The age-old method of using saliva to shine the cricket ball may become obsolete soon. With the spread of COVID-19, medical practitioners have warned against the use of saliva to shine the cricket ball. According to a report in ESPNcricinfo, the International Cricket Council’s (ICC) medical committee has highlighted the dangers of continuing the ‘usual’ methods of using spit and sweat to shine the ball following the COVID-19 outbreak.
Bowlers have been using saliva and sweat to shine the cricket ball to get swing, a movement which takes the ball away from its normal trajectory, thus baffling batsmen. The COVID-19 outbreak has exposed a lot of health risks, which before the outbreak seemed normal. The ICC is mulling the use of an artificial substance to shine the ball. “Authorities are considering the use of artificial substances to help polish the red ball under the supervision of umpires in long-form matches, in order to end the need for players to do so with saliva,” said a report in ESPNcricinfo.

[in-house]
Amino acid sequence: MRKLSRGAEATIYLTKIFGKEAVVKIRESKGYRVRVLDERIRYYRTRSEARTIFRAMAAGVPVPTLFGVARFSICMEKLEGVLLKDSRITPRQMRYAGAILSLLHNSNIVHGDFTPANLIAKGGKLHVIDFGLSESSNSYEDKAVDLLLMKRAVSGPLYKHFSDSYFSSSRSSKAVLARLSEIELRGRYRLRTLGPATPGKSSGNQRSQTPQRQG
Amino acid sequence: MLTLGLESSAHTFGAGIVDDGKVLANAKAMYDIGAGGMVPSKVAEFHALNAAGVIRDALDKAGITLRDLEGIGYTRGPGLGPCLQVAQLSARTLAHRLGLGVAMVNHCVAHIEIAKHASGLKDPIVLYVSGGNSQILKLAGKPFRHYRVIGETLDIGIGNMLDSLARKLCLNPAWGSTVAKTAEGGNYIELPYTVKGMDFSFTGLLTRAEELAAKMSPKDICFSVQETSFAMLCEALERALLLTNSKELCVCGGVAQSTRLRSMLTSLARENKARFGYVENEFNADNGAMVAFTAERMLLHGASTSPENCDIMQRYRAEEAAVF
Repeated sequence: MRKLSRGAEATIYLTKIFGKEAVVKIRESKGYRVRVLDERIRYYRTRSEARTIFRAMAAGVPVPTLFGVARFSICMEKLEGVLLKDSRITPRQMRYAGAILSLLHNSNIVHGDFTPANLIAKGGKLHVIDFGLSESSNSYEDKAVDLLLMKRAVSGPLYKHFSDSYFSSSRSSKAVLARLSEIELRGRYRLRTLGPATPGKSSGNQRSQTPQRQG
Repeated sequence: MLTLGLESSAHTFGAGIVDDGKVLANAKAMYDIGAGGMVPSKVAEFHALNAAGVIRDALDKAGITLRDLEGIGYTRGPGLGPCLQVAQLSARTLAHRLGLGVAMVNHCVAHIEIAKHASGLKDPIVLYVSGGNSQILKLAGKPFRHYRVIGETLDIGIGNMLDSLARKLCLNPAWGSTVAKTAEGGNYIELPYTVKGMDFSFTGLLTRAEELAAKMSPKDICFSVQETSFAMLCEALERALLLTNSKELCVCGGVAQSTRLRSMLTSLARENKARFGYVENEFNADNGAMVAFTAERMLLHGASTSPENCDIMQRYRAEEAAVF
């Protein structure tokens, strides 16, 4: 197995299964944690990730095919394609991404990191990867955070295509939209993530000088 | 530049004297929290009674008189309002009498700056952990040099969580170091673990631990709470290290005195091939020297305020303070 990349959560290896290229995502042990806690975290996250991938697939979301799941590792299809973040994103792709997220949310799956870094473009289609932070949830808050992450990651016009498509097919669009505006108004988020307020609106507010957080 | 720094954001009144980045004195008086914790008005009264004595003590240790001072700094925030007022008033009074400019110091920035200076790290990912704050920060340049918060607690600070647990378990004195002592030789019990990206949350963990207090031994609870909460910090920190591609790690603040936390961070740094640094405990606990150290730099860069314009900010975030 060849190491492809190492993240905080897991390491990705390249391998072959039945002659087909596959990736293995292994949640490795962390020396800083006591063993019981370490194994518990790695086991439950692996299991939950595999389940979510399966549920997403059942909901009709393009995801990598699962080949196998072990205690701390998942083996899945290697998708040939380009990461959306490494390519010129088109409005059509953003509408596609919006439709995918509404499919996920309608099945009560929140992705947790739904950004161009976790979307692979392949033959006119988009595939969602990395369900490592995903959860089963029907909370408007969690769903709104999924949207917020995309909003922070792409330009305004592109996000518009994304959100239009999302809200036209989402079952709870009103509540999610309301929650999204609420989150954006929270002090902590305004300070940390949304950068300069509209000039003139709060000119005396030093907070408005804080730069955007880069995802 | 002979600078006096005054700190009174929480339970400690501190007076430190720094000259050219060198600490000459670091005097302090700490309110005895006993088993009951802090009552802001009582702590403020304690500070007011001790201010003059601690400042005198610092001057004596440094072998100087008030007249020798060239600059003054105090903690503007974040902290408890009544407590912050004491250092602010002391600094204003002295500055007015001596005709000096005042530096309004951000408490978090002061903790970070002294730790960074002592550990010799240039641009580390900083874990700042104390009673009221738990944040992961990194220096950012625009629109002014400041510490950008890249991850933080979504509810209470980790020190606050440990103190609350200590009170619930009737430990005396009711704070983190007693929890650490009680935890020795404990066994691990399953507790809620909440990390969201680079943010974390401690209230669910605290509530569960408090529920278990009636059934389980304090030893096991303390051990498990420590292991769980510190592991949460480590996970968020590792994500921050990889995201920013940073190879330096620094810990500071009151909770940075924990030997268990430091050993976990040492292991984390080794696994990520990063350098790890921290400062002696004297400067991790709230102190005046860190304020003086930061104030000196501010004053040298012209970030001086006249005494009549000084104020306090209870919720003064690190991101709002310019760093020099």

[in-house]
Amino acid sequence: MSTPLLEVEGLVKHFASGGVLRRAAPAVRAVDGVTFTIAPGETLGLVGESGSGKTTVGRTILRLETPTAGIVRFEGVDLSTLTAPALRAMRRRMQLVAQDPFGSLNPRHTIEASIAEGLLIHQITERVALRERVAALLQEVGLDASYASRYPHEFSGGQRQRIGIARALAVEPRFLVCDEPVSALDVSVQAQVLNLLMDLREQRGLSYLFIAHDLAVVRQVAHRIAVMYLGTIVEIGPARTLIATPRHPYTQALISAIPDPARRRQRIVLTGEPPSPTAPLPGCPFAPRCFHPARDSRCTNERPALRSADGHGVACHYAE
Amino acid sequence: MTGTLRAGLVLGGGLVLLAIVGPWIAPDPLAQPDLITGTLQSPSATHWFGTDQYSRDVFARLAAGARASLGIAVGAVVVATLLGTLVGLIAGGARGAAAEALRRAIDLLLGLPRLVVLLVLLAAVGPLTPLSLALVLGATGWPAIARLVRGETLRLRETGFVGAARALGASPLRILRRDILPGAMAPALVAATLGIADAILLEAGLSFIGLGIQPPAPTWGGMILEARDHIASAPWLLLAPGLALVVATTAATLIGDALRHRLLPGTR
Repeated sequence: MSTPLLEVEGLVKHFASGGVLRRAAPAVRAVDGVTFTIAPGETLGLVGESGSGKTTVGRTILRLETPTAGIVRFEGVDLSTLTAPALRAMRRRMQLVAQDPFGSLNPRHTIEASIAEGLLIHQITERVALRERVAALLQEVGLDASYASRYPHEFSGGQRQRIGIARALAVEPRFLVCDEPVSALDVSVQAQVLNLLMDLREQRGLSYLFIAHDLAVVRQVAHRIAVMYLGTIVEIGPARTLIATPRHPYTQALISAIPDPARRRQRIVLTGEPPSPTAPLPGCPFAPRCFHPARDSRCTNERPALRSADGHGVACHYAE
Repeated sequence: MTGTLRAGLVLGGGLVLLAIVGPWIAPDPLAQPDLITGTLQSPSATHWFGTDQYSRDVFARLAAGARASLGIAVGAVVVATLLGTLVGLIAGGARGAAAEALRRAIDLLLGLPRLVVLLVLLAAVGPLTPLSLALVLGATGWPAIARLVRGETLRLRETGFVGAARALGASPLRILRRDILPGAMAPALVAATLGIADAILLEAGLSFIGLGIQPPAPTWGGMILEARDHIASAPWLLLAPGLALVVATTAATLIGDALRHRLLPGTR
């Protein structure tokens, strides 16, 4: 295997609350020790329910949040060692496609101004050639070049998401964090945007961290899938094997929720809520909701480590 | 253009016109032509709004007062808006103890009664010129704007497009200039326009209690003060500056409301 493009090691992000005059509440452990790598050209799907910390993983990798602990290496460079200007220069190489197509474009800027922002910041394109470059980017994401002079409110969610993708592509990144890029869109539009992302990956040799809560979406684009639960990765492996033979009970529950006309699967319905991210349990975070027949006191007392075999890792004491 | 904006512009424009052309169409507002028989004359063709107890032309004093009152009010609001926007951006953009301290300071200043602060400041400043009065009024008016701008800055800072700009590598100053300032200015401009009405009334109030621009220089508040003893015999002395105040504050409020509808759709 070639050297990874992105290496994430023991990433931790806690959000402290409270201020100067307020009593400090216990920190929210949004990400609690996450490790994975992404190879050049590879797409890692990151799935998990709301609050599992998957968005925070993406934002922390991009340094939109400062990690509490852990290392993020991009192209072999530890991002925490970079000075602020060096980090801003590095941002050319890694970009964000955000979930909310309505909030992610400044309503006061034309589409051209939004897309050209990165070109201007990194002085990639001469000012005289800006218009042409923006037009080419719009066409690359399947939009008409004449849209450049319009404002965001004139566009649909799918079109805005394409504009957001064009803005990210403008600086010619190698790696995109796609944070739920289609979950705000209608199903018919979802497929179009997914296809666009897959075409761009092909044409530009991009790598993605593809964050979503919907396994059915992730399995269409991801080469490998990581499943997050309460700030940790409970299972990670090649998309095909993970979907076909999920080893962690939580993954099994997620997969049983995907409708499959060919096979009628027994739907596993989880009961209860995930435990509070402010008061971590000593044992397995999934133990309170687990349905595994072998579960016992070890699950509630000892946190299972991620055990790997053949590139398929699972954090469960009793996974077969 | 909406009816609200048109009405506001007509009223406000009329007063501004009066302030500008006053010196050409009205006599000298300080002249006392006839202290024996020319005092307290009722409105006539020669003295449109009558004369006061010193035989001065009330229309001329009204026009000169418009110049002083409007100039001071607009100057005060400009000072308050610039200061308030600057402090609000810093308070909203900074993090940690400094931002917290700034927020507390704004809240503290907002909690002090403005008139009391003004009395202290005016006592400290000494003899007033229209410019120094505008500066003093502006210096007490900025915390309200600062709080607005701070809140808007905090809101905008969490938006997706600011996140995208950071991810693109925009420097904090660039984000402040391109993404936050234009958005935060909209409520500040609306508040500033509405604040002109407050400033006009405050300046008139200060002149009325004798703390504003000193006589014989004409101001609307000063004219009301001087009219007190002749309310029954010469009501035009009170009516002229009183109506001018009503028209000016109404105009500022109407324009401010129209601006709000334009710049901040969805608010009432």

It isn’t just cricket that is considering doing away with many age-old practises. Many sports are considering avoiding the customary hand-shakes before and after matches. Tennis players have also considered stopping the practise of throwing sweaty towels at ball boys and even fans. While these customs don’t have a huge impact on the kind of sport it is being used, the saliva factor will have a huge impact in cricket. Ball swinging is a fundamental part of the game and not able to do so will have a great impact. Hence, the consideration to use artificial substances. Bowlers and fielders use saliva and sweat to either swing the ball or get a better grip, ll of which is extremely unhygienic.